Equally important, the racism that motivated Breivik comes straight from the ‘mainstream.’ His ideological inspirations are prominent European politicians such as Geert Wilders, as well as media reports, columns and books written by various Islamophobic intellectuals. This connection is not incidental. A 2010 report on Islamophobia in the UK, conducted by researchers at the University of Exeter, established an important correlation between both political rhetoric and media coverage concerning Islam and subsequent upsurges in racist violence toward Muslims. In fact, the ideas that Breivik articulates stand in a tradition of European reaction. In ‘Londonistan’ and ‘Eurabia,’ we hear echoes of ‘Jew York,’ just as in Breivik’s ‘Marxist-Islamist alliance,’ we hear Hitler’s evocation of the ‘Bolshevik-Jewish threat.’ That Islam has now taken the place of Judaism in the paranoid weltanschauung of some of the far right is a result of a transformed global situation.
The ‘war on terror’ licensed a period of intense imperial revivalism. It was suddenly the fashionable thing for intellectuals, former enragés among them, to eulogise about the benefits of empire, especially if led by the US. But the negative obverse of this supposedly humane dominion was Islam: the reputedly inhumane, irrational and barbaric nemesis of empire. While this dehumanisation of Muslims fuelled the bloodshed on the frontiers of Iraq and Afghanistan, it could not but flow back to the metropole, so that every European Muslim became a potentially menacing alien. The outward attributes of Islam, from dress to architecture, became the subjects of reactionary campaigns, street violence and state repression. The far right has learned and benefited from this. The organisations esteemed by Breivik – the English Defence League and the Dutch Party for Freedom led by Geert Wilders – are among those that have translated the ascriptive hierarchy of the new imperialism into a new language for domestic reaction.
The complicity between the Islamophobic right and the far right is partly manifested in the latter’s growth translated into parliamentary seats. No longer marginal, they now occupy positions of state power. This has intensified both the quotidian racism of the streets and institutional racism at the level of the state, manifested in the ban on minarets, the niqab, hijab and halal meat in Switzerland, France, Belgium and the Netherlands, respectively. Further, they act as a gravitational force pulling mainstream parties further to the right. The sources of their support are challenged neither by the centre-right nor the centre-left, both of which instead seek to emulate the far right. This trend has contributed significantly to the mainstreaming of racist ideas that form the basis for such violent outrages.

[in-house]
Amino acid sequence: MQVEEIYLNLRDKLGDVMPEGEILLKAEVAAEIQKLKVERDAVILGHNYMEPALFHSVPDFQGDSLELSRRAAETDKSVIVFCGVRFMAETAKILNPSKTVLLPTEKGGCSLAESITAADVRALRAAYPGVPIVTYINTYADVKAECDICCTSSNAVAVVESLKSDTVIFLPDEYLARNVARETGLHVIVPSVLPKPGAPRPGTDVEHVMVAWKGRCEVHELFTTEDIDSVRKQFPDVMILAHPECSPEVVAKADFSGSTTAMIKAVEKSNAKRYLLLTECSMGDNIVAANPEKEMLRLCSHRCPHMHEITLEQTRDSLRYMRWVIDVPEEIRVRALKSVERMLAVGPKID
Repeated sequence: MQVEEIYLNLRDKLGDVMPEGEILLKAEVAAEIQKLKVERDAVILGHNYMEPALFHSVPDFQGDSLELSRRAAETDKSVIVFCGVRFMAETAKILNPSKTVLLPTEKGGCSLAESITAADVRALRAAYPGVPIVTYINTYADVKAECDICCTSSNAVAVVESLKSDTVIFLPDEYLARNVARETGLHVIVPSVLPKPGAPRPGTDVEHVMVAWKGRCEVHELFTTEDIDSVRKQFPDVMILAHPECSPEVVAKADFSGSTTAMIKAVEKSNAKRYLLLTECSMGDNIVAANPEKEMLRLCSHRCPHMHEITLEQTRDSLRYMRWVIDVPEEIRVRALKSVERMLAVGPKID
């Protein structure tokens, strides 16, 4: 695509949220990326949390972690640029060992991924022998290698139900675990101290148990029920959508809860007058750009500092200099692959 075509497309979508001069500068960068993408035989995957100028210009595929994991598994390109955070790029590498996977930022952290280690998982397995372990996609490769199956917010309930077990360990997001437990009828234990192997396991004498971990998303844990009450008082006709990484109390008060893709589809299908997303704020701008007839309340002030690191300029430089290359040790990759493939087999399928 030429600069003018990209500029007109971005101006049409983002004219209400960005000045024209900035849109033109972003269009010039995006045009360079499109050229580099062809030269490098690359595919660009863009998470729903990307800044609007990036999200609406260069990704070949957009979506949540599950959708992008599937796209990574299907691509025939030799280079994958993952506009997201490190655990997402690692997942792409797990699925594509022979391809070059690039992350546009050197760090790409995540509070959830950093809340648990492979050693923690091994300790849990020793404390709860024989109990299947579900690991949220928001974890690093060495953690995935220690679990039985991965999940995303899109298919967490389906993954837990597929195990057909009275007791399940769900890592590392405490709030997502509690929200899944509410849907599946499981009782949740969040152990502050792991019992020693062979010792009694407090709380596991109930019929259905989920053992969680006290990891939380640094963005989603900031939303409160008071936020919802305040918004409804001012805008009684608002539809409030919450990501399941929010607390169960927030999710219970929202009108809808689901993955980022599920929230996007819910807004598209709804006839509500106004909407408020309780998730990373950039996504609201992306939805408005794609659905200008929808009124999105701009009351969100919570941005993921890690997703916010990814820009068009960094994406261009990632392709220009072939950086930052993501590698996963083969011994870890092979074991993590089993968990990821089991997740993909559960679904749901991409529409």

That the media’s response to the attacks very often conformed to the same ‘clash of civilizations’ motif that undergirded Breivik’s own would-be chef d`oeuvre is an irony that has largely been lost in the deluge of opinion. What has also been lost, and what is as important, is the sheer idiotic irrelevance of such ideas in an era of Arab revolutions. The ‘clash of civilizations’ is more vacant than ever. Meanwhile, transnational jihadism has had its day. For as long as the vast majority of people in the Middle East suffered under the thumb of US-sponsored despots with little prospect of a reprieve, the solution of ‘terror’ had some limited purchase. But, while there may still be attacks, the base of support for such actions is being eroded every day. Astonishingly, none of the media’s queue of experts referred to this outstanding fact.
Many of the Muslims – including European Muslims – whom many Europeans have spent a decade vilifying, are now demonstrating that they have a more expansive and humane conception of democracy than most of their European oblocutors, and that their commitment to it is more enduring. Pundits might wish to reflect on that heroism and its meaning, as well as the diabolical horror in Norway and its meaning, before they reflexively verbalise the stale clichés of the ‘war on terror.’
 Original: "De kans is klein maar het valt ook niet uit te sluiten dat de dader ondanks zijn blanke wortels een sympathisant is van Al Qaida.”